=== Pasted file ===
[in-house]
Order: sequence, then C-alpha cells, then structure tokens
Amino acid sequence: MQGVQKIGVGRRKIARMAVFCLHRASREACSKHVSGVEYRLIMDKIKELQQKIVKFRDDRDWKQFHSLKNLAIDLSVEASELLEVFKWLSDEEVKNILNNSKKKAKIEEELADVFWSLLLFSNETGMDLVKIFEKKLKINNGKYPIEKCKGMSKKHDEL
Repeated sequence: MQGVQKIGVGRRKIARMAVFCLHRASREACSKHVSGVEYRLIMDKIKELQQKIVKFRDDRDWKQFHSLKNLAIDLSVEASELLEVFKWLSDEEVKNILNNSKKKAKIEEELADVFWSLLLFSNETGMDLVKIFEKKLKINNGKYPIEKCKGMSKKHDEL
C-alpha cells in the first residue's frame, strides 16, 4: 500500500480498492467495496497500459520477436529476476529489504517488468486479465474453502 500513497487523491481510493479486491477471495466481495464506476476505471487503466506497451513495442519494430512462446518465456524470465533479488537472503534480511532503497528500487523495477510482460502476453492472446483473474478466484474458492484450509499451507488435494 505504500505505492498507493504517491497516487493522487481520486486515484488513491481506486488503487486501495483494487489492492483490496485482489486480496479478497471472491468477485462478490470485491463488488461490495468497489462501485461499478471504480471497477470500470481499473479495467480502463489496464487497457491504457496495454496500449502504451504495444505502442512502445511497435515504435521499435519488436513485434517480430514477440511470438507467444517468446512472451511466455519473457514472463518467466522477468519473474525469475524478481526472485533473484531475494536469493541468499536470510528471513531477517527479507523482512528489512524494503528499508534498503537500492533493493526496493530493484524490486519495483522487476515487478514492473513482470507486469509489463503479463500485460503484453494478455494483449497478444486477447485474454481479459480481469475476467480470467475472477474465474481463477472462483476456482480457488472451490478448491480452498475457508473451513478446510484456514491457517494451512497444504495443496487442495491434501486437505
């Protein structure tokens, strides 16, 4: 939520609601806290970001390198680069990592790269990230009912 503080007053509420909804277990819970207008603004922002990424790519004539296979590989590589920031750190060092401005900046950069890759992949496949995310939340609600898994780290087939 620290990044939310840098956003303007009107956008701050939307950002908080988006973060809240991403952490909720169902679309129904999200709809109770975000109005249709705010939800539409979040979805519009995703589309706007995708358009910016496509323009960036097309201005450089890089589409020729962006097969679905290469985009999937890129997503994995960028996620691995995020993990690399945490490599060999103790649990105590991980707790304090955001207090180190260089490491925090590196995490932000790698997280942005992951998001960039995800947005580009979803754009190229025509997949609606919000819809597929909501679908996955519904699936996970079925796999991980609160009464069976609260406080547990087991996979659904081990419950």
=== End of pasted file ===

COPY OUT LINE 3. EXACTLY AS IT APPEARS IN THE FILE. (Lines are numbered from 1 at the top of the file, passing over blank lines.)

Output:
Amino acid sequence: MQGVQKIGVGRRKIARMAVFCLHRASREACSKHVSGVEYRLIMDKIKELQQKIVKFRDDRDWKQFHSLKNLAIDLSVEASELLEVFKWLSDEEVKNILNNSKKKAKIEEELADVFWSLLLFSNETGMDLVKIFEKKLKINNGKYPIEKCKGMSKKHDEL